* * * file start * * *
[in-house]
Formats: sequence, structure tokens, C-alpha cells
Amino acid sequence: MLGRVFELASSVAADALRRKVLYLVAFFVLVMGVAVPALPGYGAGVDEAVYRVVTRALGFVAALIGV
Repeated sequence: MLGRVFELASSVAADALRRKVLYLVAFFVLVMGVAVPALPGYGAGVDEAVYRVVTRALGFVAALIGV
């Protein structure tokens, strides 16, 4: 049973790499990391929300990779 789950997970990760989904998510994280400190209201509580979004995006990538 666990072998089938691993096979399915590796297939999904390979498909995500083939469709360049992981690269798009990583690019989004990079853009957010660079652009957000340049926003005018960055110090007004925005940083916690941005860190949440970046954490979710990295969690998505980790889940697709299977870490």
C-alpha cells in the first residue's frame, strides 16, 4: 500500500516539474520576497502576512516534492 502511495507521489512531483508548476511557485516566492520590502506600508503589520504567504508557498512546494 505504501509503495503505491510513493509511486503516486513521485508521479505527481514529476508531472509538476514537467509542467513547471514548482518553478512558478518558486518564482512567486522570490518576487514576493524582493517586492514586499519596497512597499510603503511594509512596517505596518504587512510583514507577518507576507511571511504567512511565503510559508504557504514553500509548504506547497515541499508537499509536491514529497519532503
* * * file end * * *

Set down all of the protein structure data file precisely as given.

[in-house]
Formats: sequence, structure tokens, C-alpha cells
Amino acid sequence: MLGRVFELASSVAADALRRKVLYLVAFFVLVMGVAVPALPGYGAGVDEAVYRVVTRALGFVAALIGV
Repeated sequence: MLGRVFELASSVAADALRRKVLYLVAFFVLVMGVAVPALPGYGAGVDEAVYRVVTRALGFVAALIGV
């Protein structure tokens, strides 16, 4: 049973790499990391929300990779 789950997970990760989904998510994280400190209201509580979004995006990538 666990072998089938691993096979399915590796297939999904390979498909995500083939469709360049992981690269798009990583690019989004990079853009957010660079652009957000340049926003005018960055110090007004925005940083916690941005860190949440970046954490979710990295969690998505980790889940697709299977870490």
C-alpha cells in the first residue's frame, strides 16, 4: 500500500516539474520576497502576512516534492 502511495507521489512531483508548476511557485516566492520590502506600508503589520504567504508557498512546494 505504501509503495503505491510513493509511486503516486513521485508521479505527481514529476508531472509538476514537467509542467513547471514548482518553478512558478518558486518564482512567486522570490518576487514576493524582493517586492514586499519596497512597499510603503511594509512596517505596518504587512510583514507577518507576507511571511504567512511565503510559508504557504514553500509548504506547497515541499508537499509536491514529497519532503